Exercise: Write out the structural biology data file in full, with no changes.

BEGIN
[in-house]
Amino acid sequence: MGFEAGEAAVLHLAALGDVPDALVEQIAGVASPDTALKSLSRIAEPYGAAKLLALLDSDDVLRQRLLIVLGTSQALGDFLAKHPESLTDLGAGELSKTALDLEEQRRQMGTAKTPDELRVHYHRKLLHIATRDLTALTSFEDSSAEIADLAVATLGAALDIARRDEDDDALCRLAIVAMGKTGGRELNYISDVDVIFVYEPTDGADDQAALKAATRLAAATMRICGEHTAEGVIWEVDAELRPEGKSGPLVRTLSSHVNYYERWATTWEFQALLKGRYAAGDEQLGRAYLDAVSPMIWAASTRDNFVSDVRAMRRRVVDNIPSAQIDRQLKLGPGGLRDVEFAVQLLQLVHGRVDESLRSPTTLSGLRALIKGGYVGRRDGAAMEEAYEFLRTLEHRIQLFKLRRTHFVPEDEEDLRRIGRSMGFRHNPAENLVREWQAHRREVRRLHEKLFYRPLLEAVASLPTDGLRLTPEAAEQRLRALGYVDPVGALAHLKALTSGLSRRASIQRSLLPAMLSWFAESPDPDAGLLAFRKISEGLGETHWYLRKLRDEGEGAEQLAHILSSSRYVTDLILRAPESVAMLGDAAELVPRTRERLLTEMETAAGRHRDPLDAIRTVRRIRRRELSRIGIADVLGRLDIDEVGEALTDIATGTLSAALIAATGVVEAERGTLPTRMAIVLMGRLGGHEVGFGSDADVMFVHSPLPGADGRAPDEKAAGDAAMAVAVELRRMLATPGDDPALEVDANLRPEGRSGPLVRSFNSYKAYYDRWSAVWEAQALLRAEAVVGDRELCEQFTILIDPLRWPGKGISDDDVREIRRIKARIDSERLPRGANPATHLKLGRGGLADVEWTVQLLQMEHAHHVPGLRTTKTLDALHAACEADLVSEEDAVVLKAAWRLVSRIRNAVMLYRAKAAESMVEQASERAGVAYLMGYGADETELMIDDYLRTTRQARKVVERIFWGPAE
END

[in-house]
Amino acid sequence: MGFEAGEAAVLHLAALGDVPDALVEQIAGVASPDTALKSLSRIAEPYGAAKLLALLDSDDVLRQRLLIVLGTSQALGDFLAKHPESLTDLGAGELSKTALDLEEQRRQMGTAKTPDELRVHYHRKLLHIATRDLTALTSFEDSSAEIADLAVATLGAALDIARRDEDDDALCRLAIVAMGKTGGRELNYISDVDVIFVYEPTDGADDQAALKAATRLAAATMRICGEHTAEGVIWEVDAELRPEGKSGPLVRTLSSHVNYYERWATTWEFQALLKGRYAAGDEQLGRAYLDAVSPMIWAASTRDNFVSDVRAMRRRVVDNIPSAQIDRQLKLGPGGLRDVEFAVQLLQLVHGRVDESLRSPTTLSGLRALIKGGYVGRRDGAAMEEAYEFLRTLEHRIQLFKLRRTHFVPEDEEDLRRIGRSMGFRHNPAENLVREWQAHRREVRRLHEKLFYRPLLEAVASLPTDGLRLTPEAAEQRLRALGYVDPVGALAHLKALTSGLSRRASIQRSLLPAMLSWFAESPDPDAGLLAFRKISEGLGETHWYLRKLRDEGEGAEQLAHILSSSRYVTDLILRAPESVAMLGDAAELVPRTRERLLTEMETAAGRHRDPLDAIRTVRRIRRRELSRIGIADVLGRLDIDEVGEALTDIATGTLSAALIAATGVVEAERGTLPTRMAIVLMGRLGGHEVGFGSDADVMFVHSPLPGADGRAPDEKAAGDAAMAVAVELRRMLATPGDDPALEVDANLRPEGRSGPLVRSFNSYKAYYDRWSAVWEAQALLRAEAVVGDRELCEQFTILIDPLRWPGKGISDDDVREIRRIKARIDSERLPRGANPATHLKLGRGGLADVEWTVQLLQMEHAHHVPGLRTTKTLDALHAACEADLVSEEDAVVLKAAWRLVSRIRNAVMLYRAKAAESMVEQASERAGVAYLMGYGADETELMIDDYLRTTRQARKVVERIFWGPAE